The facts about Catholic Education

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Catholic schools are a vital part of Australia’s education landscape; from humble beginnings almost 200 years ago, Catholic schools have grown to become the nation’s largest provider of education outside government serving some 765,000 students and their families.

Today, Australia’s 1750 Catholic schools educate one in five students and employ more than 96,000 people, making Catholic education a key partner in the delivery of quality schooling with the government and independent sectors.

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Catholic Education's national priorities

The key issues for Catholic Education nationally are:

  • finalising the detail of the federal government's school funding model for 2020
  • affordable school choice
  • increased capital funding
  • prioritising early childhood education
  • religious freedom in schools

In 2017, Catholic school communities funded almost 90 per cent of the capital works in their schools – nearly $1.3 billion – while the federal and state governments jointly provided $152.2 million across our 1746 schools. To put this in perspective, the NSW government is spending 10 times this amount - $1.5 billion each year - on capital works in its 2200 schools.

With the rising cost of land, construction and classroom technology, Catholic schools cannot continue to rely on parents and the rest of the school community to shoulder the burden of increased capital costs to the same extent into the future.

The federal government must help to ease the burden on parents if Catholic schools are to meet the needs of future students.

Catholic Education is also increasing its focus on the delivery of early childhood education, a vital component of each child’s development. Catholic schools are well placed to meet this need, with many new preschools being built next to existing and new Catholic primary schools. This will make life easier for families with young children and puts our pre-schoolers at the heart of our school communities.

Catholic Education will seek a significant increase in dedicated capital and recurrent funding to deliver quality early learning centres for our families.

While school funding arrangements have now largely been settled for the next decade, Catholic Education will seek to clarify details on key elements of funding particularly around maintaining the choice of low-fee Catholic schooling for Australian families.

The facts on school funding 

Funding for all schools in all sectors is calculated using the same needs-based measure – the Schooling Resource Standard (SRS). Each school’s SRS is calculated according to the needs of its students, starting with a base amount - $11,343 per primary student or $14,254 per secondary student plus extra funding for six types of disadvantage.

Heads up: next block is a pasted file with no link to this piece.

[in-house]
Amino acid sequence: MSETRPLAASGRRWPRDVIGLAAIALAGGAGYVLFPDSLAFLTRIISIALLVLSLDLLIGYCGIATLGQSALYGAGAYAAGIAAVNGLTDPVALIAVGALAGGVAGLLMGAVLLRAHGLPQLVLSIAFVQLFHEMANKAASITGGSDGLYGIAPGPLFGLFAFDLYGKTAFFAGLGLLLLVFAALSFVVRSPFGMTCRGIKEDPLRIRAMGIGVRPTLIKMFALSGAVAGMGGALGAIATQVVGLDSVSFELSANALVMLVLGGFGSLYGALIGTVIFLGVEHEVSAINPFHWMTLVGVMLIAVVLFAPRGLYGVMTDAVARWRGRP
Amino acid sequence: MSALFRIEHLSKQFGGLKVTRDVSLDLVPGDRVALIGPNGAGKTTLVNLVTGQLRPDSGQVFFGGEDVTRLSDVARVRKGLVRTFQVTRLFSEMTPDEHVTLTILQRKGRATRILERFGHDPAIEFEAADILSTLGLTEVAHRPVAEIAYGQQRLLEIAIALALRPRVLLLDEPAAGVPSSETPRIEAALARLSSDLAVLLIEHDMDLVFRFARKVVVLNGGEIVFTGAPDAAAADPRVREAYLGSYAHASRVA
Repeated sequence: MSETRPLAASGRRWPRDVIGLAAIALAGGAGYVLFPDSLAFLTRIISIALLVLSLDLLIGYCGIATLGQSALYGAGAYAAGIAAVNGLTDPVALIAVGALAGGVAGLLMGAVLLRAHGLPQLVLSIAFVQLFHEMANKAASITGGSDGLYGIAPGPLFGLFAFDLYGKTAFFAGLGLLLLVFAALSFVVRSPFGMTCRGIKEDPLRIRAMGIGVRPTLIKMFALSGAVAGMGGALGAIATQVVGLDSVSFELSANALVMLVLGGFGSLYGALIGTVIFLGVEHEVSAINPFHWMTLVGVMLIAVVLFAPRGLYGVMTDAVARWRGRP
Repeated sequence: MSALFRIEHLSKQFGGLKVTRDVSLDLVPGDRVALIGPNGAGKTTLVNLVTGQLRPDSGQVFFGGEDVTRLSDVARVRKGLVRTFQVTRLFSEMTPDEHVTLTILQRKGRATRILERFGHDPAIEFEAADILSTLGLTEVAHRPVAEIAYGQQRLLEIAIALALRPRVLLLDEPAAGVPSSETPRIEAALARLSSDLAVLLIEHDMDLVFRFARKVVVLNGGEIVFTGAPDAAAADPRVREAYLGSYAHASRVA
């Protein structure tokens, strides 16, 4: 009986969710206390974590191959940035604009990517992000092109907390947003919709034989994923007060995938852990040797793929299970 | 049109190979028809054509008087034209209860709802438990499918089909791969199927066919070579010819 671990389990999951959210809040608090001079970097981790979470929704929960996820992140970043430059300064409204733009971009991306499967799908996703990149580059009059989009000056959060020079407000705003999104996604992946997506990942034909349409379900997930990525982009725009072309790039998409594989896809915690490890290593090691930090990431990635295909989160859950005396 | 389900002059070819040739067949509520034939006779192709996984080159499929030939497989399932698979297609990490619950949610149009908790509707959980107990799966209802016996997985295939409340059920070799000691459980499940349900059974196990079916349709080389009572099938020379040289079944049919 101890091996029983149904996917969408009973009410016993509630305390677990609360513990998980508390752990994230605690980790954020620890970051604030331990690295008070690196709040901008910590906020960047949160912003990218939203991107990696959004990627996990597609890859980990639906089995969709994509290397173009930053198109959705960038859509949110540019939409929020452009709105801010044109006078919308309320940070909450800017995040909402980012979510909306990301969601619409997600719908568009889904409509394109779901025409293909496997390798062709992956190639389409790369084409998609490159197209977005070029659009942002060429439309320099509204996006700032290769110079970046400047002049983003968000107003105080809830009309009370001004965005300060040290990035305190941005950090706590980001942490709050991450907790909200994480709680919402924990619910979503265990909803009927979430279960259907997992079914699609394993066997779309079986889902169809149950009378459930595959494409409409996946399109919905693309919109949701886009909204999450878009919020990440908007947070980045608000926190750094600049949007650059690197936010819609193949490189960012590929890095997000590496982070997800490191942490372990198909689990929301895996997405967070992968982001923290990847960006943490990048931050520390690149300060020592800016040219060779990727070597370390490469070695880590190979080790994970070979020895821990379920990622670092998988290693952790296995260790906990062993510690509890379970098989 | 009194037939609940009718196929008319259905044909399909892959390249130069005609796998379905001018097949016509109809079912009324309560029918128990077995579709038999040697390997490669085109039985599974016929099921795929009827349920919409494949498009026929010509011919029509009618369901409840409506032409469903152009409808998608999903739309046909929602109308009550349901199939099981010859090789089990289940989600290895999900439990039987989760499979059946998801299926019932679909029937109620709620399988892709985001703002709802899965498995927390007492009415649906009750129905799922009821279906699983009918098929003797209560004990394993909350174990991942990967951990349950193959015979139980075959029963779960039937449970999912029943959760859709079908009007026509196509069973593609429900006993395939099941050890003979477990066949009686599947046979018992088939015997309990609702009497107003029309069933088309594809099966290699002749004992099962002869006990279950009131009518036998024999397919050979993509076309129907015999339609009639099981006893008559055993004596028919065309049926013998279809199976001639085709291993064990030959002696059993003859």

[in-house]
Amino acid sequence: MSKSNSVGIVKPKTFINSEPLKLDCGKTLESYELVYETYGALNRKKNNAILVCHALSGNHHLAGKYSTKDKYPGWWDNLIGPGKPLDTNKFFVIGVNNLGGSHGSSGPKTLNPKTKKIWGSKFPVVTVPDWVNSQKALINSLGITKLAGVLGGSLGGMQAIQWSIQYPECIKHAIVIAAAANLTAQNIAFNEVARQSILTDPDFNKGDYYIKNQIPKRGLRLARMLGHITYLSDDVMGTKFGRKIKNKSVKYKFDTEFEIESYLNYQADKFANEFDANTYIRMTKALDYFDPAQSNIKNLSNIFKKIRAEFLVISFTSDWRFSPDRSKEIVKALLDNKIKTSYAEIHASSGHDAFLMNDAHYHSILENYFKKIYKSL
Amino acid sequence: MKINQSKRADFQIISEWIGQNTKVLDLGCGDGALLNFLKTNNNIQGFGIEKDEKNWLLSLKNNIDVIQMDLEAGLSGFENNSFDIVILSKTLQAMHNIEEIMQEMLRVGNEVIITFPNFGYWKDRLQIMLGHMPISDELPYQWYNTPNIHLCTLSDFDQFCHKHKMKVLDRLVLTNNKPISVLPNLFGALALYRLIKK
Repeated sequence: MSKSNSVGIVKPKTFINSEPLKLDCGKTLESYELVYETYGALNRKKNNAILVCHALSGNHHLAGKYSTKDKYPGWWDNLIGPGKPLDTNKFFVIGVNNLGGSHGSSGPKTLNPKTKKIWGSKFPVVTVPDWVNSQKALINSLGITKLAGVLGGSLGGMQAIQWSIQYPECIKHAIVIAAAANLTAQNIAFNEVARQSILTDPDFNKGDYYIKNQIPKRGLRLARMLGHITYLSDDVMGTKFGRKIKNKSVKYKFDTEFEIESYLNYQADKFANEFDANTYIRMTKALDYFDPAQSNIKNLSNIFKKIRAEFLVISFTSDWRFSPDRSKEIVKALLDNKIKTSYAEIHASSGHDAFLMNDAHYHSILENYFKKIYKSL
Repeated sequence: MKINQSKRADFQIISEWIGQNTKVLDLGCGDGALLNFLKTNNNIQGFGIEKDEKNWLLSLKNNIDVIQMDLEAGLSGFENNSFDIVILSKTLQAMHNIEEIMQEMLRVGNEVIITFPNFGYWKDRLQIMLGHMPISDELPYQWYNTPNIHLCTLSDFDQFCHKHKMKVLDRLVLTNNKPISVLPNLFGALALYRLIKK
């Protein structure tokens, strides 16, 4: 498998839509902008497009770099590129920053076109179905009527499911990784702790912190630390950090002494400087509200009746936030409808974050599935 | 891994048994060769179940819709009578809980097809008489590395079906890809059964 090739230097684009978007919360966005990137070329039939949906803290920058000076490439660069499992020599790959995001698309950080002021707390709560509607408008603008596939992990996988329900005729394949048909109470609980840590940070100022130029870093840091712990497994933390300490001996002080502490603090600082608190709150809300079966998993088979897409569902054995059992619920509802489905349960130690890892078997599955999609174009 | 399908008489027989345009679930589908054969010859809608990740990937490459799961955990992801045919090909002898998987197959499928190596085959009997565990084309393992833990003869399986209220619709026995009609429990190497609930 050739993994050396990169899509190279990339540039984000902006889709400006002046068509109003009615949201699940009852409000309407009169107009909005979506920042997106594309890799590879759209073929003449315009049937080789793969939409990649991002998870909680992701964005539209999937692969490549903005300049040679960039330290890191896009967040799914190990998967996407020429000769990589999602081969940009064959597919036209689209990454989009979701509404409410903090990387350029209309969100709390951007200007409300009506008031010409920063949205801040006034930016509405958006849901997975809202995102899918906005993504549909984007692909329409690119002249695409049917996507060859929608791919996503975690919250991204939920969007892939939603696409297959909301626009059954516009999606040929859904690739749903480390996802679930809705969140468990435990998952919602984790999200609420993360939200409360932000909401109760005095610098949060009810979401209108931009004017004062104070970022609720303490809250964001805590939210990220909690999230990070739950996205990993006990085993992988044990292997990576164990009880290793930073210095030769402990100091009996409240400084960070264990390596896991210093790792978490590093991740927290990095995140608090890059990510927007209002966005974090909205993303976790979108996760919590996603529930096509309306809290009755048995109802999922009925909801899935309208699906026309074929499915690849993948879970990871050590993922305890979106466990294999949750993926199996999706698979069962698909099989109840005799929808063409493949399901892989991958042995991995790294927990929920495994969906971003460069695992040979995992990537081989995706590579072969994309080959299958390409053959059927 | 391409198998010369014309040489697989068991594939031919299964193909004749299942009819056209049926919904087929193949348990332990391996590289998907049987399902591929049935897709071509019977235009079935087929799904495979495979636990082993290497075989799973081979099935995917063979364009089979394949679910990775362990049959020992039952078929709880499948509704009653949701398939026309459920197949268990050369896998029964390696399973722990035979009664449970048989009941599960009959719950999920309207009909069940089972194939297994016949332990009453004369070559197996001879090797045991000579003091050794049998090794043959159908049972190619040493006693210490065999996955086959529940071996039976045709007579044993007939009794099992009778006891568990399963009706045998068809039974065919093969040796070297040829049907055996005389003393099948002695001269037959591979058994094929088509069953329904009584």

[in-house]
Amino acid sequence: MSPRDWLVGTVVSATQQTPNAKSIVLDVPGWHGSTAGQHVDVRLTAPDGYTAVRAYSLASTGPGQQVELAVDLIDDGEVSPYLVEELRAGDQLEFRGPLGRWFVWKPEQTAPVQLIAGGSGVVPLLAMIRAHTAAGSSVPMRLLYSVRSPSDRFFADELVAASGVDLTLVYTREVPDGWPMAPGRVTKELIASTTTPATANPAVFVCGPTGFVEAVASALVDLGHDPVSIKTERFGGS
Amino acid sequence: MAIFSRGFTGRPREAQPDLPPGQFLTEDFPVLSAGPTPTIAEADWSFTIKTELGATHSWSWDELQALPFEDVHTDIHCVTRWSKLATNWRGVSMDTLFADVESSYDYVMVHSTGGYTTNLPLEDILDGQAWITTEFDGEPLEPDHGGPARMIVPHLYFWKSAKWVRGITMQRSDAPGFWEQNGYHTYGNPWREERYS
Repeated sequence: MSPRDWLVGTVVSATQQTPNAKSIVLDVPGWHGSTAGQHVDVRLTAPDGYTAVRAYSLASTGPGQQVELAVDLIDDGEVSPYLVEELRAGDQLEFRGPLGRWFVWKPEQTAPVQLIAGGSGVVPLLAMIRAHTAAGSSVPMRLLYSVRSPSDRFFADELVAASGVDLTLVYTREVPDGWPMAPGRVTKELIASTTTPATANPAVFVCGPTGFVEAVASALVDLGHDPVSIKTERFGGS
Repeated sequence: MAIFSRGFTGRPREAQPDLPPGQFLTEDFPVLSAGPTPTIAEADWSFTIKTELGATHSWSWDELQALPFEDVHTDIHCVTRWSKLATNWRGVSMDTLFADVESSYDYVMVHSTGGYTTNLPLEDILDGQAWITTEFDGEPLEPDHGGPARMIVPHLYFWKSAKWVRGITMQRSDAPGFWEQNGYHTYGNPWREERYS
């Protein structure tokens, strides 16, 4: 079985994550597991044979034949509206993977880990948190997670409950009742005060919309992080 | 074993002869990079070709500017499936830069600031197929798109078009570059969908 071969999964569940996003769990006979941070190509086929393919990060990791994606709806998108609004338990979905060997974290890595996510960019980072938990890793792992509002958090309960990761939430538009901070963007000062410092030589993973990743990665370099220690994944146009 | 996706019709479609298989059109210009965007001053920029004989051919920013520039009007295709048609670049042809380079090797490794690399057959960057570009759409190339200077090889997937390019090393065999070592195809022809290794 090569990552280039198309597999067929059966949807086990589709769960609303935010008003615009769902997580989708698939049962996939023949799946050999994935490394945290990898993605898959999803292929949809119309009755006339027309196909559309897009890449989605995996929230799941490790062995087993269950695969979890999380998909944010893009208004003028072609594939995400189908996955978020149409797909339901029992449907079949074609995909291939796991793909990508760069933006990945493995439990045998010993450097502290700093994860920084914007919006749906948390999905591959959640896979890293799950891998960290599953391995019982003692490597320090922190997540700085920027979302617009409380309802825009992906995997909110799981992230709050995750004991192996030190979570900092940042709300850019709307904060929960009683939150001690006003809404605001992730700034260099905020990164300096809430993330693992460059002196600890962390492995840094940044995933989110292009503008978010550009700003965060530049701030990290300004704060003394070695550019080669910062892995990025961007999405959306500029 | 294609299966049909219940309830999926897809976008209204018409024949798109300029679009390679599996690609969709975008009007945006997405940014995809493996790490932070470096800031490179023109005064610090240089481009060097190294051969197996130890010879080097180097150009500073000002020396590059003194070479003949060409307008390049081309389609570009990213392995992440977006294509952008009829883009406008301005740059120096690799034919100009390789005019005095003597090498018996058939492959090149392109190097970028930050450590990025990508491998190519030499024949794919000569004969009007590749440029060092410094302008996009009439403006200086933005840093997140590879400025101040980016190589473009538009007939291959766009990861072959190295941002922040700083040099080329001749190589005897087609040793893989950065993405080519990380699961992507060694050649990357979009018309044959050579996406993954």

So a primary school educating many disadvantaged students may have an SRS of more than $17,000 per student, while another educating highly advantaged students may have an SRS of less than $12,000 per student. The SRS is a funding target and was introduced in 2014. For many state and territory governments, it represents a big jump in their school funding commitments as they are the majority funders of public schools which educate two-thirds of all students. Meeting the SRS is therefore being phased in over several years with federal assistance.

THE COST OF A SCHOOL EDUCATION
The true cost of a school education in Australia is much higher than most people realise. The Federal Government calculates the basic cost at $11,343 per primary student and $14,254 per secondary student for 2019. That would be a huge cost for most Australian families, especially if they have two or more children. This is why state/territory and federal governments provide some funding to all not-for-profit school sectors.

WHO PAYS THE SRS?
In public schools, the SRS is funded solely by state/territory and federal governments; parents are not required to contribute. In Catholic and other non-government schools, state/territory and federal governments fund 20-90% of the SRS base amount according to a means test of the school’s parents, who are expected to make up the shortfall. The more parents can afford to pay, the less public funding a non-government school attracts.

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Catholic school communities, on average, contribute almost 30% of the cost of educating their students. The remainder is covered by a combination of state/territory and federal government funding. Without this government funding support, Catholic systemic schools would need to charge parents the full cost of educating their child. This would put a Catholic education out of reach for most Australian families, forcing them onto the public schools sector which is already stretched.

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